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33 minutes ago, kellyn said:

I understand that.  I like the classic target for the shooting challenge but I agree as to its PC qualities.  That being said many (most?) IPSC countries are stuck with such target presentations.

It's a bit annoying that the newer target is the "classic" where the older is not. 

 

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On 11/4/2019 at 6:55 PM, StealthyBlagga said:

 

It's all about the up-front match design - once the first shot is fired, the die is cast:

  • Design and build the match in advance using a dedicated crew - don't ask the shooters to setup or their asses will be dragging before their first stage. We setup the afternoon of the previous day. If you can partner with another match before or after, you can greatly reduce everyone's workload.
  • Limit the number of stages, but make them really interesting. If your paradigm is 6-8 stages, you are going to be phoning-in at least a couple of those designs, everyone can expect to be there all day, and the number of shooters you can push through will be limited. At the end of that day, everyone will be dead on their feet and not looking forward to the next match. Sometimes less is more - our monthly is a 4-stage affair, but our goal is for all four of those stages to be great and for folks to be counting the days to the next month.
  • Accept that EVERY stage does not have to involve all three guns (or even a gun transition). Making ready with 2 or 3 guns and then clearing them afterwards absolutely kills the schedule. Typically only one or two stages at our monthly matches will have a gun transition (the others will be one-gun stages). If we have a 3-gun stage, we follow it with a quicker stage so any delay is absorbed in the total match schedule. We also preload shotguns to save time.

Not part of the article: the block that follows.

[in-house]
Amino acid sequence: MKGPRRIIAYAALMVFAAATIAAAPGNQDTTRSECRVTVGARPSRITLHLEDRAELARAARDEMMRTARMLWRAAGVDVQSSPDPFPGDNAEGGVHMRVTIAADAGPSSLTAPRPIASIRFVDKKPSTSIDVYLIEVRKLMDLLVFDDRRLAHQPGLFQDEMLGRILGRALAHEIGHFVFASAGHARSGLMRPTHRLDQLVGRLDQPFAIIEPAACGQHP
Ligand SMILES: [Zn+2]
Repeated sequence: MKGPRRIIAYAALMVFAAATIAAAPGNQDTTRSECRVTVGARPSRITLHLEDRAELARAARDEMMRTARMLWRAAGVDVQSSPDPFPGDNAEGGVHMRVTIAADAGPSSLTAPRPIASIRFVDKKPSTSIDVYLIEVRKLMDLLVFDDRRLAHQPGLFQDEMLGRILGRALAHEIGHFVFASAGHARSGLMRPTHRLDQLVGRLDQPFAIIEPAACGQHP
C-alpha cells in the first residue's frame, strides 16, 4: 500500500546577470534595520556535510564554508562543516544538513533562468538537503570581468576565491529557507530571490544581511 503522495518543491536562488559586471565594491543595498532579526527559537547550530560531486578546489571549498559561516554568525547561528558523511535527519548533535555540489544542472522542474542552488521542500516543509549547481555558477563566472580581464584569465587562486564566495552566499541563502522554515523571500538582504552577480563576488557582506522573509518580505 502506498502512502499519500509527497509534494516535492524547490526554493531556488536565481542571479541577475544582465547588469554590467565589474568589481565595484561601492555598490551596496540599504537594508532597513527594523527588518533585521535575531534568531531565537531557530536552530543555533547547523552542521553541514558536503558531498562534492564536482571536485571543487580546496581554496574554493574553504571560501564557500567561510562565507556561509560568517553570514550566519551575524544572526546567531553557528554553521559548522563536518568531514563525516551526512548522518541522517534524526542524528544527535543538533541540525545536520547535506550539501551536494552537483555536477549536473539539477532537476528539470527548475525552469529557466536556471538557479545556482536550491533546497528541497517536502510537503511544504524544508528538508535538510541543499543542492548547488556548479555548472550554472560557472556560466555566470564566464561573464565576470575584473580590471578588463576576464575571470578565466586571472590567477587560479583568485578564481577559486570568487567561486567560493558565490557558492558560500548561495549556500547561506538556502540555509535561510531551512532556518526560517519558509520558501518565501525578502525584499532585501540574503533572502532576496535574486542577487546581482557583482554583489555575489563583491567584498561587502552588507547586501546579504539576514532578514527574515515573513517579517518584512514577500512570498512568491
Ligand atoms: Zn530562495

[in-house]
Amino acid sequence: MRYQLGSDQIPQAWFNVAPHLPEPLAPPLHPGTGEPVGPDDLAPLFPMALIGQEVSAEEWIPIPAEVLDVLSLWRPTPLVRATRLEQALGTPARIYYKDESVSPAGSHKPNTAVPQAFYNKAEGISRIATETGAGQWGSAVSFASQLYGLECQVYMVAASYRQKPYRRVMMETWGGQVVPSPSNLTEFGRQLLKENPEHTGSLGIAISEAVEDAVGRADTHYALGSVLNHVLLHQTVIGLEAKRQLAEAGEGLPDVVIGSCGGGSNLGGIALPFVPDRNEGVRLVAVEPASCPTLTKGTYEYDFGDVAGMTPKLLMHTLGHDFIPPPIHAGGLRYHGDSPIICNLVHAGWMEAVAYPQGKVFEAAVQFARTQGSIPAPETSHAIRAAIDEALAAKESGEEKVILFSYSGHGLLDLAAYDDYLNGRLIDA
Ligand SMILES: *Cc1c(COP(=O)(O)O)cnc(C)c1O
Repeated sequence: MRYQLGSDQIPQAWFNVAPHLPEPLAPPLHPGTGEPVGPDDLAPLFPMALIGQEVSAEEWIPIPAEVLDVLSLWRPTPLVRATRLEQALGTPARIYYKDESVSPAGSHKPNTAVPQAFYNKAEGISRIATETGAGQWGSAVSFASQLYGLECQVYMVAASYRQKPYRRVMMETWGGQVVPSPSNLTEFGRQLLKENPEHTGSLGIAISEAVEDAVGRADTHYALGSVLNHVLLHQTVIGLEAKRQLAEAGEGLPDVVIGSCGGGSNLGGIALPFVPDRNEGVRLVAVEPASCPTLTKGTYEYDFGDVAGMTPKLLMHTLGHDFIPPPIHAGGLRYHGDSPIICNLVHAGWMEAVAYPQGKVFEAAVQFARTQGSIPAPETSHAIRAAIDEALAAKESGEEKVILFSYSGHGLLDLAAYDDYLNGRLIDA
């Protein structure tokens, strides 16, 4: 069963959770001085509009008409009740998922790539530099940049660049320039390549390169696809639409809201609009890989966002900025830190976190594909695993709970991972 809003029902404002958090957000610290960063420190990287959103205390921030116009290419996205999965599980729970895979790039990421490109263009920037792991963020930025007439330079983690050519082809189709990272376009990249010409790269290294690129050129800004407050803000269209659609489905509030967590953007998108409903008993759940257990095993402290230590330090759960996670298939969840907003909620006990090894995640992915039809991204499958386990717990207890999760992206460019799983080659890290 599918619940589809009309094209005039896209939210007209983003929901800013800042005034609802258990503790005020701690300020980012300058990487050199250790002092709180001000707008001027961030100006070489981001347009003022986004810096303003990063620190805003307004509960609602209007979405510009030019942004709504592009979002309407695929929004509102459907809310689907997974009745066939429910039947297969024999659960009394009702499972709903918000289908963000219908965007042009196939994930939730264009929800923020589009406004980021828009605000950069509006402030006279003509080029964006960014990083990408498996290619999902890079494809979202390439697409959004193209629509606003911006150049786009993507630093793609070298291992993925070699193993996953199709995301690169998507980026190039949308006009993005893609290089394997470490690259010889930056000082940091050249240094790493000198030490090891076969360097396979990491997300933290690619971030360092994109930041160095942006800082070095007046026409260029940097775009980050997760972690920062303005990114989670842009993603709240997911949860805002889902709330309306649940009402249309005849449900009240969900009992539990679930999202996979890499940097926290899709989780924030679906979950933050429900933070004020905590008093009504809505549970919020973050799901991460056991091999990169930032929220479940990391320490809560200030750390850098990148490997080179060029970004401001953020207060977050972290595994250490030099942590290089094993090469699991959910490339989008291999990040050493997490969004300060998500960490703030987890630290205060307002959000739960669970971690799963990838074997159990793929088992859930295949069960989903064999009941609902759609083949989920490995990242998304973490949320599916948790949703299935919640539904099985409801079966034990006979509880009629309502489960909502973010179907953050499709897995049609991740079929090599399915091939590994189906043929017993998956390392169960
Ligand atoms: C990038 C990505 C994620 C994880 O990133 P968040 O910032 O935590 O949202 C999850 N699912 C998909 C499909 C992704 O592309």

• Use self-resetting targets as much as possible. Unlike USPSA, outlaw MDs can use whatever targets we want. Ringing steel is a staple - we hang them on firehose or rebar stands and they work awesome. Engaging the self-resetters from multiple locations lets you create an enjoyable shooting challenge without a lot of reset work.
  • Limit the round count - think quality over quantity. Sometimes the temptation is to jazz-up boring stage designs with uber-high round counts. Higher round counts mean more time shooting, more time resetting and more money spent on ammo, but seldom mean more fun.
  • Squad sizes need to be manageable. Bigger squads mean too much standing around, smaller squads mean not enough resetters. We settle on 4 x 13 person squads for our monthly multigun matches, and we run 2 relays (7:00am-10:30am and then 10:30am-2:00pm) for a total of 104 shooters. Each shooter is in and out inside 4 hours.
  • Populate each squad with a couple of experienced RO butt-kickers who ensure resetting is done efficiently and safely, and shared equitably. If you want a bigger/multigun stage, design it with defined shooting areas progressively further downrange from one another so guns can be cleared and targets reset behind the shooter (of course, some common sense is needed with gun clearing as regards placement and who does the clearing). 

I hope this makes sense. Feel free to post additional questions.

 

Love this post!  This has been my methodology the past few years and our attendance has gone up every year!  It's tough to get a group of faithful RO's but our club has a great backbone of dedicated folks supporting the shooting sports events we run.  Adding UML this past season really spiced things up in a positive way as I've never had my matches run so fast and had so many competitors tell me how much fun they had as when I adopted this new mindset.  

 

At the major match level I think there's such a thing as too many big matches.  We're hitting up many of the same key sponsors and people have so many options to shoot a "major" match that they're less enticed to travel across the country.